Forget Testimonials, It’s All About Reviews Now
- 80% of people trust online reviews as much as word of mouth recommendations.
- 81% of shoppers conduct online research before visiting a website to make a purchase, which means purchase decisions have been made well before a customer stumbles upon your testimonials page.
- When users leave feedback on Google, reviews are displayed on the company’s Google Business card, while ratings are aggregated to give the business its star rating.
- 70% of unsatisfied customers will consider doing business with you again in the future if you respond to and resolve their complaint.
Social proof continues to be one of the most valuable marketing techniques available to a brand. In fact, 92% of consumers read product reviews before making a purchase. However, the evolution of the digital landscape has rendered testimonials, once the king of social proof marketing, obsolete. Instead, more importance is being placed on online reviews.
The power of social proof
It’s a Friday night, you’re heading out for a meal with friends, but you haven’t yet decided where you want to eat. You come across two restaurants side-by-side, one which is empty and one which is full of customers enjoying their food. Which restaurant seems more appealing?
That’s the power of social proof; our natural human instinct to trust what we learn from the experiences of others. In online marketing, social proof is fundamental in building a positive brand image and ultimately attracting conversions.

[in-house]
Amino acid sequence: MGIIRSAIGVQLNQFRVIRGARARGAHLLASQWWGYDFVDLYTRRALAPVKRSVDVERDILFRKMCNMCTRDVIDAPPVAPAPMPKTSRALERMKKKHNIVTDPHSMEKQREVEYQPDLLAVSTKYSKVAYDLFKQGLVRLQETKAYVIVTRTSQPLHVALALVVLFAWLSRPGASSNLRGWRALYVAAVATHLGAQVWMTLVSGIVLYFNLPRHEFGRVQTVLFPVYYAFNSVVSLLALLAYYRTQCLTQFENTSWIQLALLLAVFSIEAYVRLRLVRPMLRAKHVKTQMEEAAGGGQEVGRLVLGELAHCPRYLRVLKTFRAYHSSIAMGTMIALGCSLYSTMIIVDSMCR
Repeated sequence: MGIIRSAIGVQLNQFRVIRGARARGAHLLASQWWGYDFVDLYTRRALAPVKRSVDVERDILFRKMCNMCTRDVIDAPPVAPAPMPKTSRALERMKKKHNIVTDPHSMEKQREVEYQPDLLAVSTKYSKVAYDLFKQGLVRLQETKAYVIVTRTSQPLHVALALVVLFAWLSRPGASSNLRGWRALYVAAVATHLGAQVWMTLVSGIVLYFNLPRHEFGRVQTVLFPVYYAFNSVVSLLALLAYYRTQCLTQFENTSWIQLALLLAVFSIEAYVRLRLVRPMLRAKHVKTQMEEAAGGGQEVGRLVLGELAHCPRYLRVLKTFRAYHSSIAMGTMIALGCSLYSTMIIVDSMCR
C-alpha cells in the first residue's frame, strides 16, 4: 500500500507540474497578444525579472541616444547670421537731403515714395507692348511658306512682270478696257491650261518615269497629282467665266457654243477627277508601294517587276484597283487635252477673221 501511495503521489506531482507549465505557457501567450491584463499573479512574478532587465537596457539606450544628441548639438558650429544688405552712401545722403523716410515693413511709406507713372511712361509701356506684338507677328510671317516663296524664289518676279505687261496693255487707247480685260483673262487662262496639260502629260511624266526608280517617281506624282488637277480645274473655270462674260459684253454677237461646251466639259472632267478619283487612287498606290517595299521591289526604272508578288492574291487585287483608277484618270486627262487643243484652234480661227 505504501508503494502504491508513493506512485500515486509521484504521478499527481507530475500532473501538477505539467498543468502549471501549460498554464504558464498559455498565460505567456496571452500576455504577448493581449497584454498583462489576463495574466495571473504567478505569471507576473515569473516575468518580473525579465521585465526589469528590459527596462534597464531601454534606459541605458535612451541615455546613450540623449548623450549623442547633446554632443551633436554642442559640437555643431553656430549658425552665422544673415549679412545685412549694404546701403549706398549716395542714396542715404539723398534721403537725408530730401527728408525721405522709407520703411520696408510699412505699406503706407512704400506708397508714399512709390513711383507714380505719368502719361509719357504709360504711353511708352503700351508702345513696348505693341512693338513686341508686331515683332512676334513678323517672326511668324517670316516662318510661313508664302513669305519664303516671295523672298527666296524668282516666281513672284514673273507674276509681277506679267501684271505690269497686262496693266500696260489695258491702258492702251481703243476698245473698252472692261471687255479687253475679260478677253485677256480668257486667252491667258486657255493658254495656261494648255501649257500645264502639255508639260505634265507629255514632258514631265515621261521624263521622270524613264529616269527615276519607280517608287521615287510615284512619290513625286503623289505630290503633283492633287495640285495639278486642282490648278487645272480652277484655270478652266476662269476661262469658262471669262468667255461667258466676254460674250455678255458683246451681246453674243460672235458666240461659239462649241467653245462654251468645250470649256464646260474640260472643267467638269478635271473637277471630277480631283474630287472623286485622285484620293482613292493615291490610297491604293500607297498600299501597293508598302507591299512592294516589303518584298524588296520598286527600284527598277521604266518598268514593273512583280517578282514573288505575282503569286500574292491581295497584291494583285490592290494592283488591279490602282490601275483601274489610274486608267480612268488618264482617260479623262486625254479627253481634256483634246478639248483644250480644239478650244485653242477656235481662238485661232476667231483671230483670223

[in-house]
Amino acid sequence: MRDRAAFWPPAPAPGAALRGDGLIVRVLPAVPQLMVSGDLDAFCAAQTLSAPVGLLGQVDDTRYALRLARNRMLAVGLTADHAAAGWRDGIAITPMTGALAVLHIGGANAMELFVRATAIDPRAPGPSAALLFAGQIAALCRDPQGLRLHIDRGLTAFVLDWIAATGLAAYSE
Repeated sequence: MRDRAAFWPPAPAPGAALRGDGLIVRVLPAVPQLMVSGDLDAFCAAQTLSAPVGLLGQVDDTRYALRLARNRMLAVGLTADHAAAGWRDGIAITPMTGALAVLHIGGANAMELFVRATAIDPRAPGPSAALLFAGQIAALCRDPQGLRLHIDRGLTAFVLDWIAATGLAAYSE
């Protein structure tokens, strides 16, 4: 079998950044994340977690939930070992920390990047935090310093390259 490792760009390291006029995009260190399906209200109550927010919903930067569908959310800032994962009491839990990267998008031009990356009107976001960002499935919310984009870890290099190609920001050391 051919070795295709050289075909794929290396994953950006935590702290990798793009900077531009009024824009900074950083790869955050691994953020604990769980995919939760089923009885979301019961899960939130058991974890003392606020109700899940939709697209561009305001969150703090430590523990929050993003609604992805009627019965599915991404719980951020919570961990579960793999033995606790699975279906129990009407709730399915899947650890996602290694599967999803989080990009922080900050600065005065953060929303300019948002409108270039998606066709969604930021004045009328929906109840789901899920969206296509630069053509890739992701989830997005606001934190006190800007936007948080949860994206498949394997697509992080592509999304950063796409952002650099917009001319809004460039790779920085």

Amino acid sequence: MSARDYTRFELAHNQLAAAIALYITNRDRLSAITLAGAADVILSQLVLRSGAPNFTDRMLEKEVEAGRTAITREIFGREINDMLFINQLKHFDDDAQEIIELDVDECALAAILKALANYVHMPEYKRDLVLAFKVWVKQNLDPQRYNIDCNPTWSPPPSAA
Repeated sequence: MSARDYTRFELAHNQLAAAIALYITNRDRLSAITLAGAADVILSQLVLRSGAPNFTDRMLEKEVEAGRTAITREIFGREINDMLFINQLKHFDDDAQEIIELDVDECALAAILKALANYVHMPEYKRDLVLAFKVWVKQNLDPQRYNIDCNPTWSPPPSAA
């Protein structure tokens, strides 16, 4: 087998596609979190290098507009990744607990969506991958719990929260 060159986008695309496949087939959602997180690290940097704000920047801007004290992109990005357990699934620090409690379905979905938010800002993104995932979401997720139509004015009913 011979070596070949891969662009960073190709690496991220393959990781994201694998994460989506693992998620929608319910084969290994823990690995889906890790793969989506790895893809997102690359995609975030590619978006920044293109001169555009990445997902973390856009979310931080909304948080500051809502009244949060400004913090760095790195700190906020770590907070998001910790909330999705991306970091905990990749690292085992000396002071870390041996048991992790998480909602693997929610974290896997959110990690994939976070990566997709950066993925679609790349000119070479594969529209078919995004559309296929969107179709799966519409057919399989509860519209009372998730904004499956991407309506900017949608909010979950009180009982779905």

Traditionally, consumer purchase decisions were influenced by information provided by the brand or by word of mouth recommendations from friends and family. Now, with the internet almost instantaneously available at their fingertips, customers can obtain large amounts of information without ever speaking to a salesperson.
Consumers have become digital explorers, seeking reviews and in-depth details online before purchasing a product. According to Bright Local’s annual Local Consumer Review Survey, 80% of people trust online reviews as much as word of mouth recommendations. Furthermore, 40% of people form an opinion of a brand or product after reading between 1 and 3 reviews.
Testimonials have little influence on consumer purchase decisions
Many businesses leverage social proof to market themselves online as leaders in their field. To boost their claim, many brands solicit testimonials from their customers. A selection of favourable testimonials are then displayed on a designated page of the brand’s website.